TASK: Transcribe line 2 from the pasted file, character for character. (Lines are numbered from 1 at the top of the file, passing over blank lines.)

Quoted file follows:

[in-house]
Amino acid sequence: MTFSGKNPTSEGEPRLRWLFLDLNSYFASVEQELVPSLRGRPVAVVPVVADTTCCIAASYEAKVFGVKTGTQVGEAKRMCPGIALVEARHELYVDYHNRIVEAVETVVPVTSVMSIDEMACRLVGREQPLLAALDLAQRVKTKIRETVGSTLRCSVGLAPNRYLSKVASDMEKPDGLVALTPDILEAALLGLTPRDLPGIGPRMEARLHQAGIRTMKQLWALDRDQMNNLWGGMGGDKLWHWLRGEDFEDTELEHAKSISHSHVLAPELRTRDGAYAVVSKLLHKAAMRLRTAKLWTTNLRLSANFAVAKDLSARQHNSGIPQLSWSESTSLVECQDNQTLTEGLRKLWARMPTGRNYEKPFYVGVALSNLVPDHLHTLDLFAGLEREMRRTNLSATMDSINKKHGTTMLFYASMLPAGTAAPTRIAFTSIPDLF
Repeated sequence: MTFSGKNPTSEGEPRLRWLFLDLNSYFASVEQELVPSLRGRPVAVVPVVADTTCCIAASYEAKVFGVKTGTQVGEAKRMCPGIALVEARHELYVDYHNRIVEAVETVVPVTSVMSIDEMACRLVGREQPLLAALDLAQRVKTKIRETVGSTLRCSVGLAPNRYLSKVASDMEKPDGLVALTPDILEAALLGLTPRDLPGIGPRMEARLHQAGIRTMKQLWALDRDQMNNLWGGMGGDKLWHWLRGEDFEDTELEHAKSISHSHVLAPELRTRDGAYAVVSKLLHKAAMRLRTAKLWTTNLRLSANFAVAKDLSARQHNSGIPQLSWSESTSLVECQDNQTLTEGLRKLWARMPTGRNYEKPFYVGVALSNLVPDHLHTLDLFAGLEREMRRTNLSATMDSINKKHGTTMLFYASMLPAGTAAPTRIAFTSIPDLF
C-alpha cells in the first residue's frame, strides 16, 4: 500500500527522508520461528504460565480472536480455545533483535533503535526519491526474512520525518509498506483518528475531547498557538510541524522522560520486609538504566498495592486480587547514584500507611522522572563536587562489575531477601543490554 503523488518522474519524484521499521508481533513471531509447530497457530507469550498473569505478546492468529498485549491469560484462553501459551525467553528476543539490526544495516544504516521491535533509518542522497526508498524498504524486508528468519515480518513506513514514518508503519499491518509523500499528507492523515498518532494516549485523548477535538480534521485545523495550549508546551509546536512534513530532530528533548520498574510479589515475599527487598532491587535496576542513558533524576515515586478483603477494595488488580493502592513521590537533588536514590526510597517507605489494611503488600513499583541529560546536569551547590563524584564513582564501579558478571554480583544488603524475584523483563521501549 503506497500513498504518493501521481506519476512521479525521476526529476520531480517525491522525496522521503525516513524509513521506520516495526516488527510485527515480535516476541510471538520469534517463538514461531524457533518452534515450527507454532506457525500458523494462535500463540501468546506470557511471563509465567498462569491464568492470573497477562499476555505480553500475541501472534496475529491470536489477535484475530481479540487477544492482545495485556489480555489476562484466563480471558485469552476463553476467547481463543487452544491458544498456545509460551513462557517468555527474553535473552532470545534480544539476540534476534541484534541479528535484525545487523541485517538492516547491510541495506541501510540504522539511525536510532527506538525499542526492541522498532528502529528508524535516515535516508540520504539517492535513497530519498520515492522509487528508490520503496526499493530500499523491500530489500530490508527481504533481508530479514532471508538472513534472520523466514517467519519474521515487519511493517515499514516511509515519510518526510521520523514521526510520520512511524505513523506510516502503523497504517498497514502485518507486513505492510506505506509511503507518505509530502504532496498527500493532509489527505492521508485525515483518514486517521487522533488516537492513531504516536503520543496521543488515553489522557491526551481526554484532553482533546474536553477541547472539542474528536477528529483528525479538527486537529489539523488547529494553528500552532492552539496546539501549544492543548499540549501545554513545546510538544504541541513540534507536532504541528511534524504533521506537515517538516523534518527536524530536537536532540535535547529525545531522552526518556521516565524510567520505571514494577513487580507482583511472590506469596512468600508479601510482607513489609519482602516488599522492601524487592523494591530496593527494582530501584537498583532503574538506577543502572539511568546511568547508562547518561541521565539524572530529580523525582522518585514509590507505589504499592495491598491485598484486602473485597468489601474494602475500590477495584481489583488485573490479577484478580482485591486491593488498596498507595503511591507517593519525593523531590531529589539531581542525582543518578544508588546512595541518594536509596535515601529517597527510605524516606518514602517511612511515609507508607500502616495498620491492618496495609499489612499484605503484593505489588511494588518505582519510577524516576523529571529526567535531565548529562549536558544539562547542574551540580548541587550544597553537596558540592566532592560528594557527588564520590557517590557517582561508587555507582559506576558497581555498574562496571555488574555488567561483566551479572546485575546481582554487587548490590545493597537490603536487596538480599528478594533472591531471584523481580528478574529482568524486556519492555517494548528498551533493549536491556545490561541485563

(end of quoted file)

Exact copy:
Amino acid sequence: MTFSGKNPTSEGEPRLRWLFLDLNSYFASVEQELVPSLRGRPVAVVPVVADTTCCIAASYEAKVFGVKTGTQVGEAKRMCPGIALVEARHELYVDYHNRIVEAVETVVPVTSVMSIDEMACRLVGREQPLLAALDLAQRVKTKIRETVGSTLRCSVGLAPNRYLSKVASDMEKPDGLVALTPDILEAALLGLTPRDLPGIGPRMEARLHQAGIRTMKQLWALDRDQMNNLWGGMGGDKLWHWLRGEDFEDTELEHAKSISHSHVLAPELRTRDGAYAVVSKLLHKAAMRLRTAKLWTTNLRLSANFAVAKDLSARQHNSGIPQLSWSESTSLVECQDNQTLTEGLRKLWARMPTGRNYEKPFYVGVALSNLVPDHLHTLDLFAGLEREMRRTNLSATMDSINKKHGTTMLFYASMLPAGTAAPTRIAFTSIPDLF